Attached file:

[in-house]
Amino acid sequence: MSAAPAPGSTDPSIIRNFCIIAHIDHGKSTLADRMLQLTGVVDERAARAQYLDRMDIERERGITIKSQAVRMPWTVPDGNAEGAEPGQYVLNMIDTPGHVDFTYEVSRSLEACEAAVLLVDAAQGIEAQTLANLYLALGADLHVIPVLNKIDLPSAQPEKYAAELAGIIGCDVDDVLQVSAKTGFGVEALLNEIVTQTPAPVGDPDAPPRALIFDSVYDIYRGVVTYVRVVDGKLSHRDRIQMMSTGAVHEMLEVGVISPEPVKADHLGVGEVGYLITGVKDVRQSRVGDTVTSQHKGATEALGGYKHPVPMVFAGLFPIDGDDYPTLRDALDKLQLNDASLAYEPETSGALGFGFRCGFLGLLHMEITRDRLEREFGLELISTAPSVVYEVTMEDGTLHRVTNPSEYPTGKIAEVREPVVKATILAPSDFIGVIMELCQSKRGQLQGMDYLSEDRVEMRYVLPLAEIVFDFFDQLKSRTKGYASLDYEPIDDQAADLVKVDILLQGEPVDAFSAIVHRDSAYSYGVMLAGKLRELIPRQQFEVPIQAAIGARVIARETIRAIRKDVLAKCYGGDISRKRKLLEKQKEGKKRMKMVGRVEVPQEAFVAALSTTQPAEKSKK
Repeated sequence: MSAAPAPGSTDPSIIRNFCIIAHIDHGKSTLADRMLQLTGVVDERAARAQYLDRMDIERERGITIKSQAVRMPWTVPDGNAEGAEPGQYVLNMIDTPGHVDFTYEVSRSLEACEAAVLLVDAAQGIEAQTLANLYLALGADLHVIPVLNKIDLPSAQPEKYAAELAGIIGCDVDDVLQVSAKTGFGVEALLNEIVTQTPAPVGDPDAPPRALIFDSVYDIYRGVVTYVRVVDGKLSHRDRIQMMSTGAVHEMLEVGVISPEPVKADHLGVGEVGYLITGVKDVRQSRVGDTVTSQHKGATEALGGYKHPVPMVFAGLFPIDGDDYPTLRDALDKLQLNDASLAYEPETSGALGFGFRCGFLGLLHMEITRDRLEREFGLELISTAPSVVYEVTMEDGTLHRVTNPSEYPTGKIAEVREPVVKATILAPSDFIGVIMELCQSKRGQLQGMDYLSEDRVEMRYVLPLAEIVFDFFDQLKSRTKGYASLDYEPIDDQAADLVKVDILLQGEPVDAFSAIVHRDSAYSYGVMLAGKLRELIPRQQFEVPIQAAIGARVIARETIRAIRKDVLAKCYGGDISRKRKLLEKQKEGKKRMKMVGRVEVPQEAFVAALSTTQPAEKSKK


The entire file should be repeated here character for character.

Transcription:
[in-house]
Amino acid sequence: MSAAPAPGSTDPSIIRNFCIIAHIDHGKSTLADRMLQLTGVVDERAARAQYLDRMDIERERGITIKSQAVRMPWTVPDGNAEGAEPGQYVLNMIDTPGHVDFTYEVSRSLEACEAAVLLVDAAQGIEAQTLANLYLALGADLHVIPVLNKIDLPSAQPEKYAAELAGIIGCDVDDVLQVSAKTGFGVEALLNEIVTQTPAPVGDPDAPPRALIFDSVYDIYRGVVTYVRVVDGKLSHRDRIQMMSTGAVHEMLEVGVISPEPVKADHLGVGEVGYLITGVKDVRQSRVGDTVTSQHKGATEALGGYKHPVPMVFAGLFPIDGDDYPTLRDALDKLQLNDASLAYEPETSGALGFGFRCGFLGLLHMEITRDRLEREFGLELISTAPSVVYEVTMEDGTLHRVTNPSEYPTGKIAEVREPVVKATILAPSDFIGVIMELCQSKRGQLQGMDYLSEDRVEMRYVLPLAEIVFDFFDQLKSRTKGYASLDYEPIDDQAADLVKVDILLQGEPVDAFSAIVHRDSAYSYGVMLAGKLRELIPRQQFEVPIQAAIGARVIARETIRAIRKDVLAKCYGGDISRKRKLLEKQKEGKKRMKMVGRVEVPQEAFVAALSTTQPAEKSKK
Repeated sequence: MSAAPAPGSTDPSIIRNFCIIAHIDHGKSTLADRMLQLTGVVDERAARAQYLDRMDIERERGITIKSQAVRMPWTVPDGNAEGAEPGQYVLNMIDTPGHVDFTYEVSRSLEACEAAVLLVDAAQGIEAQTLANLYLALGADLHVIPVLNKIDLPSAQPEKYAAELAGIIGCDVDDVLQVSAKTGFGVEALLNEIVTQTPAPVGDPDAPPRALIFDSVYDIYRGVVTYVRVVDGKLSHRDRIQMMSTGAVHEMLEVGVISPEPVKADHLGVGEVGYLITGVKDVRQSRVGDTVTSQHKGATEALGGYKHPVPMVFAGLFPIDGDDYPTLRDALDKLQLNDASLAYEPETSGALGFGFRCGFLGLLHMEITRDRLEREFGLELISTAPSVVYEVTMEDGTLHRVTNPSEYPTGKIAEVREPVVKATILAPSDFIGVIMELCQSKRGQLQGMDYLSEDRVEMRYVLPLAEIVFDFFDQLKSRTKGYASLDYEPIDDQAADLVKVDILLQGEPVDAFSAIVHRDSAYSYGVMLAGKLRELIPRQQFEVPIQAAIGARVIARETIRAIRKDVLAKCYGGDISRKRKLLEKQKEGKKRMKMVGRVEVPQEAFVAALSTTQPAEKSKK